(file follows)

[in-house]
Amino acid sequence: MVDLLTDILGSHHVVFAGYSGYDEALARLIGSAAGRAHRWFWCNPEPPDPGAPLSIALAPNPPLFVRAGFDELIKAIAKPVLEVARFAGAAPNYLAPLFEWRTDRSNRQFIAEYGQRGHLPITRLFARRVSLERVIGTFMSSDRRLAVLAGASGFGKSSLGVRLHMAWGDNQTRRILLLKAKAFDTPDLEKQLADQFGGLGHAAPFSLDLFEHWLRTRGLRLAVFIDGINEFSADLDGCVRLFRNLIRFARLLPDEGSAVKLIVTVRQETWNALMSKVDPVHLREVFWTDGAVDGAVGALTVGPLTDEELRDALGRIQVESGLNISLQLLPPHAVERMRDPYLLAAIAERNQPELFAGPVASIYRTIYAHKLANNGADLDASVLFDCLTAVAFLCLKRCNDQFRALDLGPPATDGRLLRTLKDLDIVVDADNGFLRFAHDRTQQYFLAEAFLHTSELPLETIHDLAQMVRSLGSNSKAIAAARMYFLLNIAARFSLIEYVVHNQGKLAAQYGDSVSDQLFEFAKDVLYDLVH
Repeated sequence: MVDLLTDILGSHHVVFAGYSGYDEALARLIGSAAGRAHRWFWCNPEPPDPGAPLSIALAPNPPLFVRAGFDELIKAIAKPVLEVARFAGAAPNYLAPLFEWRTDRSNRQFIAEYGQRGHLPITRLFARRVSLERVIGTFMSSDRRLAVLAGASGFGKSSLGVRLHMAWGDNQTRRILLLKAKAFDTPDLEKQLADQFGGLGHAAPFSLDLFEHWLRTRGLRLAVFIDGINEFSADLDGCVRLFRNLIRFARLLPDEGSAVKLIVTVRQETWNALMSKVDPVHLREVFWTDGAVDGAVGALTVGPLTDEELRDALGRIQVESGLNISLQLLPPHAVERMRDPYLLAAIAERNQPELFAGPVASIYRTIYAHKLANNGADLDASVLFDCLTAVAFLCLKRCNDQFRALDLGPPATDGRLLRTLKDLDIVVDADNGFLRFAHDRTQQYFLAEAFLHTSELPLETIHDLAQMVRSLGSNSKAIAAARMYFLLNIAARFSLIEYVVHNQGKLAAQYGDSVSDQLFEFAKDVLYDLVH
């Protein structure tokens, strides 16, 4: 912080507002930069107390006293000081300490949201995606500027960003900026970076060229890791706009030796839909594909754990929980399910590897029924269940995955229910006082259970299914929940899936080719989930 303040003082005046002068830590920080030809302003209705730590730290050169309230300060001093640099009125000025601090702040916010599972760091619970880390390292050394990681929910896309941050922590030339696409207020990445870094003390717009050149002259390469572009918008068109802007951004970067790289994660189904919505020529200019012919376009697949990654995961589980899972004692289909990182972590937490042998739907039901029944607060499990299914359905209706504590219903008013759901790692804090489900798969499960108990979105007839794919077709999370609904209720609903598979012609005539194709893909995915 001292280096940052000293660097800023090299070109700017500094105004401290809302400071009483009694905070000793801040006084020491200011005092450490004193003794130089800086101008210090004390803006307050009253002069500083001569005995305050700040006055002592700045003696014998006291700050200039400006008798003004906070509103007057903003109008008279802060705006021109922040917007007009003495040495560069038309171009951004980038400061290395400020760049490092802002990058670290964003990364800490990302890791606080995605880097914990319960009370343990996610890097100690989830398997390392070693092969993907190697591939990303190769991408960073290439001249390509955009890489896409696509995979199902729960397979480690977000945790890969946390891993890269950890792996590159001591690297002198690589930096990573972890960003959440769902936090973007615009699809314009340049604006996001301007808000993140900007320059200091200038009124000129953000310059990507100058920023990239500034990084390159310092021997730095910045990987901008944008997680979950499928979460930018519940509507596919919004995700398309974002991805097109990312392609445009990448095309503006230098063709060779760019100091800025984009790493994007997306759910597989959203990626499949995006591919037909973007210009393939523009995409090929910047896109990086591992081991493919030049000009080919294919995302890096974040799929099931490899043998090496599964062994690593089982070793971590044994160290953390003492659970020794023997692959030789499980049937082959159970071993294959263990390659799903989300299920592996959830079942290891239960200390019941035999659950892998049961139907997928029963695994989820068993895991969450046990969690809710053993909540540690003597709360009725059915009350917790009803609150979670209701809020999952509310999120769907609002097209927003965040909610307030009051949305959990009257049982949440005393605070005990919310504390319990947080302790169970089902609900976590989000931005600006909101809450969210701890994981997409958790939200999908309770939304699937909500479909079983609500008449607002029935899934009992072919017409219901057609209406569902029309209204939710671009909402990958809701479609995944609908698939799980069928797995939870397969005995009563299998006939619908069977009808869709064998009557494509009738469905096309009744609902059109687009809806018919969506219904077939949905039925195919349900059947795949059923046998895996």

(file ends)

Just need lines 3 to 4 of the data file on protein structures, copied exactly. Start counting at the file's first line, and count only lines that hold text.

Repeated sequence: MVDLLTDILGSHHVVFAGYSGYDEALARLIGSAAGRAHRWFWCNPEPPDPGAPLSIALAPNPPLFVRAGFDELIKAIAKPVLEVARFAGAAPNYLAPLFEWRTDRSNRQFIAEYGQRGHLPITRLFARRVSLERVIGTFMSSDRRLAVLAGASGFGKSSLGVRLHMAWGDNQTRRILLLKAKAFDTPDLEKQLADQFGGLGHAAPFSLDLFEHWLRTRGLRLAVFIDGINEFSADLDGCVRLFRNLIRFARLLPDEGSAVKLIVTVRQETWNALMSKVDPVHLREVFWTDGAVDGAVGALTVGPLTDEELRDALGRIQVESGLNISLQLLPPHAVERMRDPYLLAAIAERNQPELFAGPVASIYRTIYAHKLANNGADLDASVLFDCLTAVAFLCLKRCNDQFRALDLGPPATDGRLLRTLKDLDIVVDADNGFLRFAHDRTQQYFLAEAFLHTSELPLETIHDLAQMVRSLGSNSKAIAAARMYFLLNIAARFSLIEYVVHNQGKLAAQYGDSVSDQLFEFAKDVLYDLVH
């Protein structure tokens, strides 16, 4: 912080507002930069107390006293000081300490949201995606500027960003900026970076060229890791706009030796839909594909754990929980399910590897029924269940995955229910006082259970299914929940899936080719989930 303040003082005046002068830590920080030809302003209705730590730290050169309230300060001093640099009125000025601090702040916010599972760091619970880390390292050394990681929910896309941050922590030339696409207020990445870094003390717009050149002259390469572009918008068109802007951004970067790289994660189904919505020529200019012919376009697949990654995961589980899972004692289909990182972590937490042998739907039901029944607060499990299914359905209706504590219903008013759901790692804090489900798969499960108990979105007839794919077709999370609904209720609903598979012609005539194709893909995915 001292280096940052000293660097800023090299070109700017500094105004401290809302400071009483009694905070000793801040006084020491200011005092450490004193003794130089800086101008210090004390803006307050009253002069500083001569005995305050700040006055002592700045003696014998006291700050200039400006008798003004906070509103007057903003109008008279802060705006021109922040917007007009003495040495560069038309171009951004980038400061290395400020760049490092802002990058670290964003990364800490990302890791606080995605880097914990319960009370343990996610890097100690989830398997390392070693092969993907190697591939990303190769991408960073290439001249390509955009890489896409696509995979199902729960397979480690977000945790890969946390891993890269950890792996590159001591690297002198690589930096990573972890960003959440769902936090973007615009699809314009340049604006996001301007808000993140900007320059200091200038009124000129953000310059990507100058920023990239500034990084390159310092021997730095910045990987901008944008997680979950499928979460930018519940509507596919919004995700398309974002991805097109990312392609445009990448095309503006230098063709060779760019100091800025984009790493994007997306759910597989959203990626499949995006591919037909973007210009393939523009995409090929910047896109990086591992081991493919030049000009080919294919995302890096974040799929099931490899043998090496599964062994690593089982070793971590044994160290953390003492659970020794023997692959030789499980049937082959159970071993294959263990390659799903989300299920592996959830079942290891239960200390019941035999659950892998049961139907997928029963695994989820068993895991969450046990969690809710053993909540540690003597709360009725059915009350917790009803609150979670209701809020999952509310999120769907609002097209927003965040909610307030009051949305959990009257049982949440005393605070005990919310504390319990947080302790169970089902609900976590989000931005600006909101809450969210701890994981997409958790939200999908309770939304699937909500479909079983609500008449607002029935899934009992072919017409219901057609209406569902029309209204939710671009909402990958809701479609995944609908698939799980069928797995939870397969005995009563299998006939619908069977009808869709064998009557494509009738469905096309009744609902059109687009809806018919969506219904077939949905039925195919349900059947795949059923046998895996």